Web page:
IS for Competitive Advantage.docx

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Western University
Computer Science
Computer Science 1032A/B
Diane Goldstein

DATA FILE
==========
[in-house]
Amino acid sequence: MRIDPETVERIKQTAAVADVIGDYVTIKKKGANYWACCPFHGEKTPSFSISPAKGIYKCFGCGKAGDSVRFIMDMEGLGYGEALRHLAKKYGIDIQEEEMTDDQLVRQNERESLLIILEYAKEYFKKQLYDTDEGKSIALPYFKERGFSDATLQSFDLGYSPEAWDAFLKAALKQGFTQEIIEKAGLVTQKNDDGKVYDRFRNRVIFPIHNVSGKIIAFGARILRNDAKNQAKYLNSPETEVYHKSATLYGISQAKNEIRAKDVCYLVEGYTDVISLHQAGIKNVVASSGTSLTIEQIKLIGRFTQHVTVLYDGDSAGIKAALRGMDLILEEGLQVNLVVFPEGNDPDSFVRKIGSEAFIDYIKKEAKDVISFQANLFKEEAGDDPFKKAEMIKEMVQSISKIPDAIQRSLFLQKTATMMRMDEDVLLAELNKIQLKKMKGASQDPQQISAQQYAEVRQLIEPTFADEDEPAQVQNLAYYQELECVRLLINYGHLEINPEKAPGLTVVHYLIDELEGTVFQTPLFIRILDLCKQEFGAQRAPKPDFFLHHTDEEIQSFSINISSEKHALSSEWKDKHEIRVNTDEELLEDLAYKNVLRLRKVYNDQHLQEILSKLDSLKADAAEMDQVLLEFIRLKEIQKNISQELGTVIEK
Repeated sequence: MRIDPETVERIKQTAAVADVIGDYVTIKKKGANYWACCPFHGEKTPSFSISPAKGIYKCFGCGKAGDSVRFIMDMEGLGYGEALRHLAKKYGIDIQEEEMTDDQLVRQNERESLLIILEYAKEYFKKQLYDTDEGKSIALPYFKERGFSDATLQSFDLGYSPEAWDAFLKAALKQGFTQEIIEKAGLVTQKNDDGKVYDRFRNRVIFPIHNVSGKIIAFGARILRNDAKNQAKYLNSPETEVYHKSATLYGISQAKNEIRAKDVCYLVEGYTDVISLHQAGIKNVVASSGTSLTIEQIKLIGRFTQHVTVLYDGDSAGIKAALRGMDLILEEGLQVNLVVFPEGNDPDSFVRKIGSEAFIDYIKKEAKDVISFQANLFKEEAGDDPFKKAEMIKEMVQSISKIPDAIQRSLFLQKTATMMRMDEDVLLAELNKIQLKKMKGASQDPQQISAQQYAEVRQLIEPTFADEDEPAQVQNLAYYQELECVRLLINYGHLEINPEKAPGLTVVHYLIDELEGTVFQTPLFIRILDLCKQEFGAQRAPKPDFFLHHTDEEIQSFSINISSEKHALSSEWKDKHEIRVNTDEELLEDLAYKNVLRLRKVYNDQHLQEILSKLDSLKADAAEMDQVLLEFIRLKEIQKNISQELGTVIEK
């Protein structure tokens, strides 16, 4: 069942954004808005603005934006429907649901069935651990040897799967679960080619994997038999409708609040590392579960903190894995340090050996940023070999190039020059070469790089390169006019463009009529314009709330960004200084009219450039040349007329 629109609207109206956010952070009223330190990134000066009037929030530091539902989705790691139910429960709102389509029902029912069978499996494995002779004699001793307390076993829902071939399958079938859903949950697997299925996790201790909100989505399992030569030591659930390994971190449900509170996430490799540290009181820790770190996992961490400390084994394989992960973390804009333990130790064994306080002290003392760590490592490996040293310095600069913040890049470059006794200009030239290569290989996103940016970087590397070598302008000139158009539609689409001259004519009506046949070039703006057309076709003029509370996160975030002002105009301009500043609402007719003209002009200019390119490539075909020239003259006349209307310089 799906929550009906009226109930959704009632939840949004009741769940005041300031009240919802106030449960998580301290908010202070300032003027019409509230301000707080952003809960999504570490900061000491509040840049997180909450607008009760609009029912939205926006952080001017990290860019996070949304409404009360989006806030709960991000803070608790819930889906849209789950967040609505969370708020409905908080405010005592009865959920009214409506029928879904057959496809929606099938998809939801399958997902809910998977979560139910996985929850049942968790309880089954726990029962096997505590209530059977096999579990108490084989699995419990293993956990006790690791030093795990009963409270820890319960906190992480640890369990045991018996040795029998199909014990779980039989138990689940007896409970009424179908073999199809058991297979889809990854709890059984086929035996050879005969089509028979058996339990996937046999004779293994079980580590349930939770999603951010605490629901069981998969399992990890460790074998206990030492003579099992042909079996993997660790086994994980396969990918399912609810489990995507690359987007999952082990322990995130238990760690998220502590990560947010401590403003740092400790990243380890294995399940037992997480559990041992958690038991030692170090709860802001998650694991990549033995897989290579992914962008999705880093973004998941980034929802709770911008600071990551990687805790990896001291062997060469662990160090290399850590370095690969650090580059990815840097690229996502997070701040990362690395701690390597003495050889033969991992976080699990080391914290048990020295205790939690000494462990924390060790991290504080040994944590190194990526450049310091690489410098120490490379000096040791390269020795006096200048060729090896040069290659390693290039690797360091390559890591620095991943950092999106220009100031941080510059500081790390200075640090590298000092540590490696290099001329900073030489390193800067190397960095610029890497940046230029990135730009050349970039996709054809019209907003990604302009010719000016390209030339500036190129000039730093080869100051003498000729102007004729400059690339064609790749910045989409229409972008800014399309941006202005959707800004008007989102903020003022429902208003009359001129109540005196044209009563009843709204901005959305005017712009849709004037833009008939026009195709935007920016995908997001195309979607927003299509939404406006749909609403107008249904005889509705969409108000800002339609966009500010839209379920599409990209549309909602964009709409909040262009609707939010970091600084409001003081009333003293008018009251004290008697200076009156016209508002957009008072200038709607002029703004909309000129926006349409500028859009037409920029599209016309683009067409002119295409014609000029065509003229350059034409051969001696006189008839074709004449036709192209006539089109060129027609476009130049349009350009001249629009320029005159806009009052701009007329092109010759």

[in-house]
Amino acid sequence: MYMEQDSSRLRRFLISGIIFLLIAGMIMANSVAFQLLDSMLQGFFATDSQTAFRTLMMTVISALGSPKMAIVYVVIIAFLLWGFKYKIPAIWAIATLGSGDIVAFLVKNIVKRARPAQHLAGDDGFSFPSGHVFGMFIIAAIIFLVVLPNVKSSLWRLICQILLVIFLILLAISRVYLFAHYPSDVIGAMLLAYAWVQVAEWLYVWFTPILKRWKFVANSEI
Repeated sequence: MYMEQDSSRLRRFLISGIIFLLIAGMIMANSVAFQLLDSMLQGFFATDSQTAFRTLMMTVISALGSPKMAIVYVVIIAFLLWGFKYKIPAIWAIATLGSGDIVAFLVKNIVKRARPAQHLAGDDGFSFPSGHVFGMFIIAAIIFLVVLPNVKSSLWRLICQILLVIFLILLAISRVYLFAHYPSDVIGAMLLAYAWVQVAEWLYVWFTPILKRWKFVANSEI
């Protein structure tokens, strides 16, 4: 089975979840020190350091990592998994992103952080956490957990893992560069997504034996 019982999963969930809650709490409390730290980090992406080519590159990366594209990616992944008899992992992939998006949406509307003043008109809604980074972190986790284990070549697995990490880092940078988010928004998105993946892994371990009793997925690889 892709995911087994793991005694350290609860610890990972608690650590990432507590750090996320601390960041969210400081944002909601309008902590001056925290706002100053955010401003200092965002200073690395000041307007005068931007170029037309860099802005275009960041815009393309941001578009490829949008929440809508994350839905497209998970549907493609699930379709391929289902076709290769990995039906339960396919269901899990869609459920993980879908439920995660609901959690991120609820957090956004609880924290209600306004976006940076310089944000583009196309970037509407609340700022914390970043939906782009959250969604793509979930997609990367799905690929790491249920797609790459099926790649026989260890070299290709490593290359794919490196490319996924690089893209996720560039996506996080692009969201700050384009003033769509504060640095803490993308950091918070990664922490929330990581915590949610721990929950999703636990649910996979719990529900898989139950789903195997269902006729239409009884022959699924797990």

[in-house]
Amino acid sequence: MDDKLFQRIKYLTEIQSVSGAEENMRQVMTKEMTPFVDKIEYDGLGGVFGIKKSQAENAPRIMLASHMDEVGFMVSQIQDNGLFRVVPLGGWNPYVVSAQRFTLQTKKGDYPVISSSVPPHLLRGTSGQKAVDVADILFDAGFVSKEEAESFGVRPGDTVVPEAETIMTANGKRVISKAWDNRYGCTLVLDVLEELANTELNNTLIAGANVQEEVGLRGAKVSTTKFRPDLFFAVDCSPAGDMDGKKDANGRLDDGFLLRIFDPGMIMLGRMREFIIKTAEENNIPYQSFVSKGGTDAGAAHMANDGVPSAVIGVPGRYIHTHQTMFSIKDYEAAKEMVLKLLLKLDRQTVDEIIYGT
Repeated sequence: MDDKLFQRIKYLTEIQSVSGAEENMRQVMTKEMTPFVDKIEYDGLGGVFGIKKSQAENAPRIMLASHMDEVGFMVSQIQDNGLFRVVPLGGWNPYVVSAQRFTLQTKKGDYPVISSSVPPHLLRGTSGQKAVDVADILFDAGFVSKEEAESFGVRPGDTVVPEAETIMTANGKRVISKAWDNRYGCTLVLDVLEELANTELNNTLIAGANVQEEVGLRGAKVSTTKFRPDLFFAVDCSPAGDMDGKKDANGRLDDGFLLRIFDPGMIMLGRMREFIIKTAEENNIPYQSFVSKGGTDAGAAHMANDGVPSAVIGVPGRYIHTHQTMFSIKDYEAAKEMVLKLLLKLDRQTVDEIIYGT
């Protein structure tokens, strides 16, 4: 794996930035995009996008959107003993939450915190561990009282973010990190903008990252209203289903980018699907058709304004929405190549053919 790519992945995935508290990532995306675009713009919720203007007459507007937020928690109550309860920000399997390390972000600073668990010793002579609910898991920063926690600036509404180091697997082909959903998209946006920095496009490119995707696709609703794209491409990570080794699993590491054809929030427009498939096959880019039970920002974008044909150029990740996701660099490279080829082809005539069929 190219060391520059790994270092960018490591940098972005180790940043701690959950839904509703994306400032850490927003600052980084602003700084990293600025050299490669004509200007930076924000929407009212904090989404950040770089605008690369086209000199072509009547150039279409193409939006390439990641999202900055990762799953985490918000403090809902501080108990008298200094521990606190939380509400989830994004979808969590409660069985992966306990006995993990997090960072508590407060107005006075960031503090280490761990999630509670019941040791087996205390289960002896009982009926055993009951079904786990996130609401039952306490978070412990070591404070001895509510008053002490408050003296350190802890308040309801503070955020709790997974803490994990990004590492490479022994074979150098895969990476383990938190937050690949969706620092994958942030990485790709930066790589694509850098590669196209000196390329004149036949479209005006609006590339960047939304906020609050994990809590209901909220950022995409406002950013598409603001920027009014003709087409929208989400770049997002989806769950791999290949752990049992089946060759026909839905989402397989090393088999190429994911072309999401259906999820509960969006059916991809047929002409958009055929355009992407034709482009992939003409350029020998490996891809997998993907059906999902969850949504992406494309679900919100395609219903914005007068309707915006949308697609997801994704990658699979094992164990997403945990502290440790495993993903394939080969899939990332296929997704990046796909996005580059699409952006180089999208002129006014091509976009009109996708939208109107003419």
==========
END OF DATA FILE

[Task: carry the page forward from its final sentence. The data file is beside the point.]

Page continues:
IS for Competitive Advantage Achieving Competitive Advantage  From chapter 3 o Determine competitive strategies o Create processes to achieve strategies o IS developed to support business processes  Help achieve competitive advantage  Systems must be related to organization’s strategy Calculation Systems  Antiquated systems  Relieved workers of repetitive calculations  Labour-saving devices  Produced little information  E.g. o Computing payroll and writing checks o Inventory tracking Functional Systems  Facilitated work of single department or function  Next step o Functions added to calculation system programs providing more value o E.g. – payroll expanded to become human resources  Islands of automation o Effective as independent functions o Inefficient working in cooperation with other processes across entire business  E.g. o Human resources, financial reporting  Basic types of Functional Systems o Marketing and sales systems  Product management  Product and brand management  Assess o Effectiveness of marketing messages o Advertising o Promotions  Sales forecasting  Planning production  Managing inventory  Financial reporting  Customer management  Generate follow-up business  Turn prospects into customers  Managing customers o Operations systems  Manage finished-goods inventory  Used primarily by non-manufacturers  Order entry  Order management  Inventory management  Customer service o Manufacturing systems  Process data about inventories  Manufacturing scheduling and operations  Support production and planning  Facilitate production of goods  Inventory systems o Inventory control, management and policy  Use of UPC codes  Computer stocking level and reorder quantities from previous data  Inventory viewed as assets or liabilities  Just-in-time (JIT) inventory policy  Manufacturing-planning systems o Bill of materials (BOM)  List of materials that comprise item to be manufactured o Schedules equipment, people and facilities o Ability to show labour and equipment requirements  Manufacturing-scheduling systems o Generate master production schedule (MPS)  Analyze past sales to estimate future sales o Three philosophies  Push production planning  Organization creates schedule and pushes good through manufacturing and sales  Pull production  Responds to customer demand  Reduction in inventory triggers production  “One-off” producers  Neither category  Combination of push and pull systems  Material requirement Planning o Materials requirement planning (MRP)  Plans needed for materials used in manufacturing o Manufacturing resource planning (MRP II)  Plans needed for materials, personnel and machinery  Manufacturing operations systems o Control of machinery and production processes  Operate production lines o Licked to manufacturing-scheduling systems o Human resource information systems  Support  Recruitment  Compensation  Evaluation  Development of employees, training  Employee assessment  Planning functions o Accounting systems  General ledger  Financial reporting  Accounts receivable  Accounts payable  Cos accounting  Cash management  Treasury management  Budgeting applications  Importance of legislation  Enacted to prevent corporate fraud  Creation of internal controls  Sarbanes-Oxley Act (US)  Bill 198 or Budget Measures Act (chapter 9) Functional Systems  Many benefits  Limited since they operate in isolation o Data duplication  Each application has its own database  Potential lack of data integrity o Business processes disjointed across functions  Produces lack of integrated enterprise information o Limited decisions based on limited knowledge o Increased costs to organization Business Process Design (redesign)  Do not simply automate of improve existing functional systems  Consider the creation of new, more efficient business processes o Integrate activities of all departments involved in a value chain  Cross-departmental business processes o Take advantage of as many activity linkages as possible Challenges of Business Process Design  Process design projects o Expensive and difficult o May take a long time  Employees resist change  Ultimate outcome is uncertain Industry Standard Processes  Many early business process design projects were tailor-made  By mid-1990s, software vendors designed integrated applications with built-in industry standard processes o Integrate activities across departments o Save costs of tailor-made process design o E.g. – Oracle, SAP  Advantages o Inherent business processes o Use of tired and tested processes  Disadvantages o May be different from existing processes in the organization o May require the organization to change substantially Integrated Cross-Functional Systems  Operate across departmental boundaries o Increased functionality  Process-based systems support complete business process o Integrated processing more efficient o The need for a clear line of authority  Interorganizational systems o Cross-functional systems used by two or more related companies Cross Functional Systems  Designed to overcome problems in functional systems  Two cross-functional systems: o Customer relationship management systems (CRM)  Organization is customer centered  Support processes  Attracting, selling, managing, delivering and supporting customers  Direct value chain activities involving customer  Integrates four customer life cycle phases  Single repository for customer data  Eliminates inconsistent data
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